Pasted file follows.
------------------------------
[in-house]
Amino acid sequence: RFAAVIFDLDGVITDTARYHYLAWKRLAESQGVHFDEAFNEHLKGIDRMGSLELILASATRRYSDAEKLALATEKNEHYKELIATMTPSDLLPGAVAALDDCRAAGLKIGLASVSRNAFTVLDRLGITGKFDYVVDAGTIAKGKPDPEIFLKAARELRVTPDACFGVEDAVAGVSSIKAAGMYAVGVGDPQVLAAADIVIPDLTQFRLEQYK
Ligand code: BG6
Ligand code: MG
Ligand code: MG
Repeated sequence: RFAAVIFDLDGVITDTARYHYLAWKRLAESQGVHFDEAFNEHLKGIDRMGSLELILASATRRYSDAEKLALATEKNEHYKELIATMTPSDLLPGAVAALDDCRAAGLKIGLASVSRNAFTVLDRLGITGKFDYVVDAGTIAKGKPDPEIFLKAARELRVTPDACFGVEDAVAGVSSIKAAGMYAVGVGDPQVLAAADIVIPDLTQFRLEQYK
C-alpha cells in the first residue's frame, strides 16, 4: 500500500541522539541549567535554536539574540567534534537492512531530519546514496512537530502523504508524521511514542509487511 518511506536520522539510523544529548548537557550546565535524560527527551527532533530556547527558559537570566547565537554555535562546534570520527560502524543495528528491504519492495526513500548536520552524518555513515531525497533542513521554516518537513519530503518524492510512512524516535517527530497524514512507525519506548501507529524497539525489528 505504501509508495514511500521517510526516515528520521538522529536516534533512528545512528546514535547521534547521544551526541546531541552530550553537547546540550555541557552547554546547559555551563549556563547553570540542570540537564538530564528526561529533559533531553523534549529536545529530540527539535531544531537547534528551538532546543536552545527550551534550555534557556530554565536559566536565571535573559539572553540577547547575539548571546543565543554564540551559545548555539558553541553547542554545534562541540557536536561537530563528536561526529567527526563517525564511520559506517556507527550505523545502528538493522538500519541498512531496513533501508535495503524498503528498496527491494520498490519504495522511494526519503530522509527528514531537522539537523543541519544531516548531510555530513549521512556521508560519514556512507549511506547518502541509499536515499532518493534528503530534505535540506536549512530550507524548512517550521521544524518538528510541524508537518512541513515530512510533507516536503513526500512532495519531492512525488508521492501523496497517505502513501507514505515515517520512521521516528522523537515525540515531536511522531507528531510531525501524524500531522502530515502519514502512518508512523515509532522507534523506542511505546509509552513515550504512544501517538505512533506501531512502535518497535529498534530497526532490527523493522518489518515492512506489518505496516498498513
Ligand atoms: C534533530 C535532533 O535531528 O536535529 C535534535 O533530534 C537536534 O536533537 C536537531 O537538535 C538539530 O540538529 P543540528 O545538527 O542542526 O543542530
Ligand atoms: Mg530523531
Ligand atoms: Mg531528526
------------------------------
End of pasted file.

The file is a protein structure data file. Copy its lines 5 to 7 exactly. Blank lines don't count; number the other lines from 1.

Ligand code: MG
Repeated sequence: RFAAVIFDLDGVITDTARYHYLAWKRLAESQGVHFDEAFNEHLKGIDRMGSLELILASATRRYSDAEKLALATEKNEHYKELIATMTPSDLLPGAVAALDDCRAAGLKIGLASVSRNAFTVLDRLGITGKFDYVVDAGTIAKGKPDPEIFLKAARELRVTPDACFGVEDAVAGVSSIKAAGMYAVGVGDPQVLAAADIVIPDLTQFRLEQYK
C-alpha cells in the first residue's frame, strides 16, 4: 500500500541522539541549567535554536539574540567534534537492512531530519546514496512537530502523504508524521511514542509487511 518511506536520522539510523544529548548537557550546565535524560527527551527532533530556547527558559537570566547565537554555535562546534570520527560502524543495528528491504519492495526513500548536520552524518555513515531525497533542513521554516518537513519530503518524492510512512524516535517527530497524514512507525519506548501507529524497539525489528 505504501509508495514511500521517510526516515528520521538522529536516534533512528545512528546514535547521534547521544551526541546531541552530550553537547546540550555541557552547554546547559555551563549556563547553570540542570540537564538530564528526561529533559533531553523534549529536545529530540527539535531544531537547534528551538532546543536552545527550551534550555534557556530554565536559566536565571535573559539572553540577547547575539548571546543565543554564540551559545548555539558553541553547542554545534562541540557536536561537530563528536561526529567527526563517525564511520559506517556507527550505523545502528538493522538500519541498512531496513533501508535495503524498503528498496527491494520498490519504495522511494526519503530522509527528514531537522539537523543541519544531516548531510555530513549521512556521508560519514556512507549511506547518502541509499536515499532518493534528503530534505535540506536549512530550507524548512517550521521544524518538528510541524508537518512541513515530512510533507516536503513526500512532495519531492512525488508521492501523496497517505502513501507514505515515517520512521521516528522523537515525540515531536511522531507528531510531525501524524500531522502530515502519514502512518508512523515509532522507534523506542511505546509509552513515550504512544501517538505512533506501531512502535518497535529498534530497526532490527523493522518489518515492512506489518505496516498498513